experience. I spoke about my challenge
to a campus priest, who walked me
through a much more positive experience—
a celebration of God’s desire for
healing and reconciliation. I then felt
good about helping my students to
experience this sacrament as something
to celebrate. I even went back to
teach third grade again the next year!
God is at work
While our society downplays sin—consider the acceptance of immoral
behavior in our movies, television
shows and music—humans are wired
to instinctively recognize it. Sin weakens
our relationship with God and others.
Sin also harms our inner life. It is
through the Sacrament of Reconciliation
that God reaches out to us to reconcile
us with him and the Church.
Our celebration of Reconciliation
is more about God’s action (reconciliation)
than it is about our own (confession),
thus the move to using the word
Reconciliation in recent years. There are
some necessary actions and attitudes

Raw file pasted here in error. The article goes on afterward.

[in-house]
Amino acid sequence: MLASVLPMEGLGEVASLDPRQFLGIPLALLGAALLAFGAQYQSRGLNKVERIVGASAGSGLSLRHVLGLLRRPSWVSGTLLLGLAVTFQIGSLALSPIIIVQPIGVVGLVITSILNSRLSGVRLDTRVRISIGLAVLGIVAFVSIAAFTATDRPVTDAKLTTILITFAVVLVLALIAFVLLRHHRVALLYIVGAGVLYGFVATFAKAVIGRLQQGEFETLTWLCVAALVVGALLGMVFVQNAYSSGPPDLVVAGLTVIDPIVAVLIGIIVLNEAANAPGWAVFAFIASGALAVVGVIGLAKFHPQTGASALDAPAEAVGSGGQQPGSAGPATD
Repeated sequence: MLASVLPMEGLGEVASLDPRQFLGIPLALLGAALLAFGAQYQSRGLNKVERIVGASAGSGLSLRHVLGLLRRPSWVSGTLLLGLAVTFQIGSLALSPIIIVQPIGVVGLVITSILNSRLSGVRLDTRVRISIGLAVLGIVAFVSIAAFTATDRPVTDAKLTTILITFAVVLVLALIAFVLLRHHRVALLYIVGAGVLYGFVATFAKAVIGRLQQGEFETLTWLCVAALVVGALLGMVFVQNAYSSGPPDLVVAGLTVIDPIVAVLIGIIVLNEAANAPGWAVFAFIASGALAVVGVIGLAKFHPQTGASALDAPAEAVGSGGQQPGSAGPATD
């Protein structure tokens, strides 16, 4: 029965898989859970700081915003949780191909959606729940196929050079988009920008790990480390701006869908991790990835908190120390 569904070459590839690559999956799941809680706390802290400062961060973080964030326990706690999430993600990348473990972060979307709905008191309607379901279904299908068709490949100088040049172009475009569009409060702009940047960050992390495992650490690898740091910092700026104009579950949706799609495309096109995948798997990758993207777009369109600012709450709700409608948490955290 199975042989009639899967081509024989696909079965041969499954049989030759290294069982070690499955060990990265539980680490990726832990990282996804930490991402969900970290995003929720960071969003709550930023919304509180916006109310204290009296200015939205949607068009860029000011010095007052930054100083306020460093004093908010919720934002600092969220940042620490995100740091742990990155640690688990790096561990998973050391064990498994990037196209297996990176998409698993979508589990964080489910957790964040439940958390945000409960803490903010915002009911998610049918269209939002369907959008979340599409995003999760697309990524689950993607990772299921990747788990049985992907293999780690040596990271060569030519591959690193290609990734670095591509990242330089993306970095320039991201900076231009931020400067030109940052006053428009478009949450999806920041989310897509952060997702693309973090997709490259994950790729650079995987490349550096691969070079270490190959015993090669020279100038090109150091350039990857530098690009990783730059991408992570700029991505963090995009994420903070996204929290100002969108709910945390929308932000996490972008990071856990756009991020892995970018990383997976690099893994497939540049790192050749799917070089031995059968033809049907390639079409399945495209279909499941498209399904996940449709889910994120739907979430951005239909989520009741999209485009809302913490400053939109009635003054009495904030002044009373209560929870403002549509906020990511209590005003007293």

on our part though. These begin with
conversion—a change of heart and
change in action made possible by
Our actions and attitudes flow
from our conversion. They are found
in the common elements of the rites of
this sacrament. These elements are 1)
contrition—to be forgiven we must be
sorry; 2) confession—by confessing
our sins to a priest, who represents
Christ and the Church, we face our
failings more honestly and accept
responsibility for them; 3) absolution—the priest, using the power of
Christ entrusted to the Church, sets us
free from sin; and 4) satisfaction or
penance—we show our intention to
change by repairing the damage our
sin has caused.
Celebrating with others
My more recent experiences of Reconciliation
are in communal services at
my parish. I usually celebrate this
sacrament during Lent. Our pastor
invites several other priests to hear the
individual confessions. It is a liturgy
with songs, Scripture and group prayer.
These services feel more like celebrations
to me since other members of my
community are present. Plus, it’s pretty
powerful to join with other sinners,
asking for God’s forgiveness and seeking
reconciliation with God and the
Church. After all, I know that my sin
affects others, so it’s good to celebrate
God’s forgiveness with others. It’s also
good to realize that I’m not the only
one in my community who is burdened
by personal sin.
This sacrament, based in Jesus’
words and actions, is an important
mission of the Church. It helps us stay
close to the truth that we cannot live
without God (USCCA, p. 243).
Recognizing our need for God is a
characteristic of those who are “poor
in spirit.” Jesus calls those who are
poor in spirit “blessed” in the first of